My online dictionary defines infrastructure as “the basic physical and organizational structures needed for the operation of a society.” Our present infrastructure was built to support sprawl and the dominance of the car. Sprawl not only fueled the two main engines of the postwar economy, construction and auto; it has also contributed mightily to greenhouse gas emissions, destruction of forests and wetlands, the loss of productive farm land as well as the collapse of the racially segregated urban cores. Far from needed for the operation of society, sprawl is at the heart of the climate change crisis that threatens the very future existence of human society.
In addition to patching up the crumbling failure of the past we need to build a whole new sustainable infrastructure. It must be one that uses solar, wind, and geothermal power to eliminate carbon based emissions. It must be one that provides new transportation alternatives to car and plane dependency. It must be one that promotes conservation of resources and restoration of what sprawl wrecked.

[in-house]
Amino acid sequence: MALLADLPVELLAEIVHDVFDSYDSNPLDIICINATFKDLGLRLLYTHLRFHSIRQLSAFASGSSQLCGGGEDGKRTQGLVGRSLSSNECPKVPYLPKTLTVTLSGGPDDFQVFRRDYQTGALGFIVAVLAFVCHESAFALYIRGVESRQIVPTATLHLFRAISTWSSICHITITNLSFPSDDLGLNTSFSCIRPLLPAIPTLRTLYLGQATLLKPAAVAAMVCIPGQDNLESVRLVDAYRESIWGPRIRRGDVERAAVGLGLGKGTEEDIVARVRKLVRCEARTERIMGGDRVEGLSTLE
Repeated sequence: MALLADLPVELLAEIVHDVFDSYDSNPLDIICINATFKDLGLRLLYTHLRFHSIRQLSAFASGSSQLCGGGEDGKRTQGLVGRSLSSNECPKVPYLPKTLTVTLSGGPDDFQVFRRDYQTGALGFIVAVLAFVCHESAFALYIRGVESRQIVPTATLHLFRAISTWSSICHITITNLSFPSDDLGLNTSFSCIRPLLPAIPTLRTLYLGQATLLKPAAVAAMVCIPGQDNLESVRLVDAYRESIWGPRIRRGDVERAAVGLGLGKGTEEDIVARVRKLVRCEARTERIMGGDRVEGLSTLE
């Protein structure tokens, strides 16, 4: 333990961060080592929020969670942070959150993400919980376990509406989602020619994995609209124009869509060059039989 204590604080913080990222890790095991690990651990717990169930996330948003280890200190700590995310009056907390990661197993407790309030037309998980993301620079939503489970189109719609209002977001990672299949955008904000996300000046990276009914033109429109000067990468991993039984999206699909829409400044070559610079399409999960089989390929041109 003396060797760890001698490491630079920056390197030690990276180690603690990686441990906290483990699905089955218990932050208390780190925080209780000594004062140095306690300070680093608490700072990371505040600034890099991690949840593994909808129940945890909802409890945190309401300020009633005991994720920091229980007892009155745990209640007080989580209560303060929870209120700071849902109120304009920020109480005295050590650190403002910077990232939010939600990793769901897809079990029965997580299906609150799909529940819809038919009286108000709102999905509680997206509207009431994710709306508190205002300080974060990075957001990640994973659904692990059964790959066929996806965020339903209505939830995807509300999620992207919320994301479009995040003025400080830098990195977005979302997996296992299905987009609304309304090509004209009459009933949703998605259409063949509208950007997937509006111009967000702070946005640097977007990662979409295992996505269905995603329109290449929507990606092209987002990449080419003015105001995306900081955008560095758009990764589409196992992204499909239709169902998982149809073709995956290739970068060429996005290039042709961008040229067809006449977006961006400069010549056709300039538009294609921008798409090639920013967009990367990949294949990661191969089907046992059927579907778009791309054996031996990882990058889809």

This new infrastructure would also be the greatest job stimulus in history. It is a practical objective today–but won’t be available much longer if the destruction of our biosphere and our accumulated social wealth is allowed to continue.
On that note let me wish you a happy new year!
That’s all for this week.